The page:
After raising $15 million through its ICO in July 2017, Binance quickly established itself as China’s most popular cryptocurrency exchange. Binance launched right at the start of the crazy 2017 cryptocurrency bull run, a fact which helped the exchange generate $200 million in profit in just its second quarter. The appetite for cryptocurrency within East Asia was particularly ferocious, a perfect storm of tech-enamored societies with cultures highly geared toward saving and investment, coupled with government policies that strictly control capital outflows. There’s also an enormous appetite for legalized forms of gambling, with China, South Korea, and Japan all having strict laws restricting citizens’ access to casinos and betting.
But while citizens of these countries were quick to embrace the cryptocurrency craze, authorities were much more reticent. While a desire to regulate cryptocurrencies can partially be blamed on these governments’ desire to strictly control money leaving the country, there were also numerous horror stories of scam ICOs defrauding investors on a massive scale. This Hacker Noon post from June 2018 details one such incident, with 3,000 ordinary Chinese investors pumping $47 million into a scam ICO.
By September 2017, the Chinese government’s unease around cryptocurrency was channelled into concrete action, with the country banning ICOs and crypto exchanges. At the time, many felt this would bring the crypto bull-run to a halt, with Binance being one of its most immediate casualties. Binance acted swiftly to ban all Chinese IP addresses from trading, restricting much of its core userbase to cancelling orders and withdrawing their funds. But as CZ explained in a CCN interview a month later, “We had a feeling the news wasn’t going to be good, so we prepared ahead of time. And acted quickly. That turned out to be instrumental in handling the situation… I learned again it is better to be prepared than sorry.”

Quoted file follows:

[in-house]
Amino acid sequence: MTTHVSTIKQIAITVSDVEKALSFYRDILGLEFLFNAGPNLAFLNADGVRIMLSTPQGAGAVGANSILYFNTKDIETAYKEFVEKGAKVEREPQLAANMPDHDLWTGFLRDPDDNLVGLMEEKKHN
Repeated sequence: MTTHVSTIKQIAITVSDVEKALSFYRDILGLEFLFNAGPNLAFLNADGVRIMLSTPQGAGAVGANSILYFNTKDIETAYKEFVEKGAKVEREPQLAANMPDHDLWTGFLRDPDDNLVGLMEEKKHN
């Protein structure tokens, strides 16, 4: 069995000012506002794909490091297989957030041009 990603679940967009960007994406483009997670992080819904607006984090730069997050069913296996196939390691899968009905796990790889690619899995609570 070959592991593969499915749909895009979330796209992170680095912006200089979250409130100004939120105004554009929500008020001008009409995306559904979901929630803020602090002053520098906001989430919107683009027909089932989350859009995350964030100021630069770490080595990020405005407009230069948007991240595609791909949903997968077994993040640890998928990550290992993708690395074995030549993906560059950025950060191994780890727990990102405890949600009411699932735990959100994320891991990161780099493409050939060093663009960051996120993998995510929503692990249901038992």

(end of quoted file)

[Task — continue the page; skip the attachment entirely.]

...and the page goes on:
The same interview saw CZ describe the idea that “Binance is a Chinese exchange” as a “misconception.” Like CZ himself, Binance may have been born in China, but it has a sweeping global worldview perfectly aligned with the borderless visions of crypto idealists.
Money Without Borders